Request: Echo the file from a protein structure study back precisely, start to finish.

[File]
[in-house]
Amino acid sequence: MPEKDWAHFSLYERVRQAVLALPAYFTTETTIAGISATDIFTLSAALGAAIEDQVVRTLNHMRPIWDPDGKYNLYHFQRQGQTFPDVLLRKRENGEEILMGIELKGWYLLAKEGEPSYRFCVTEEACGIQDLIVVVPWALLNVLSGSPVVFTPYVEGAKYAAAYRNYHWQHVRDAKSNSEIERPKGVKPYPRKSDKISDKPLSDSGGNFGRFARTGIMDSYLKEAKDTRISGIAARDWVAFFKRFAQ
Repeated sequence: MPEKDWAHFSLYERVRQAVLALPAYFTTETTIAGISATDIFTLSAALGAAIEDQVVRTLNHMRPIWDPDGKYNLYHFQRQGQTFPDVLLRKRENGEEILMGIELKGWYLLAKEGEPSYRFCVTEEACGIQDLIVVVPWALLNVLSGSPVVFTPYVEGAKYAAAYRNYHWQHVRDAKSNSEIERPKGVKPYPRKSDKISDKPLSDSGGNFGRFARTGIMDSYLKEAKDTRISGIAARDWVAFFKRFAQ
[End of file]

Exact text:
[in-house]
Amino acid sequence: MPEKDWAHFSLYERVRQAVLALPAYFTTETTIAGISATDIFTLSAALGAAIEDQVVRTLNHMRPIWDPDGKYNLYHFQRQGQTFPDVLLRKRENGEEILMGIELKGWYLLAKEGEPSYRFCVTEEACGIQDLIVVVPWALLNVLSGSPVVFTPYVEGAKYAAAYRNYHWQHVRDAKSNSEIERPKGVKPYPRKSDKISDKPLSDSGGNFGRFARTGIMDSYLKEAKDTRISGIAARDWVAFFKRFAQ
Repeated sequence: MPEKDWAHFSLYERVRQAVLALPAYFTTETTIAGISATDIFTLSAALGAAIEDQVVRTLNHMRPIWDPDGKYNLYHFQRQGQTFPDVLLRKRENGEEILMGIELKGWYLLAKEGEPSYRFCVTEEACGIQDLIVVVPWALLNVLSGSPVVFTPYVEGAKYAAAYRNYHWQHVRDAKSNSEIERPKGVKPYPRKSDKISDKPLSDSGGNFGRFARTGIMDSYLKEAKDTRISGIAARDWVAFFKRFAQ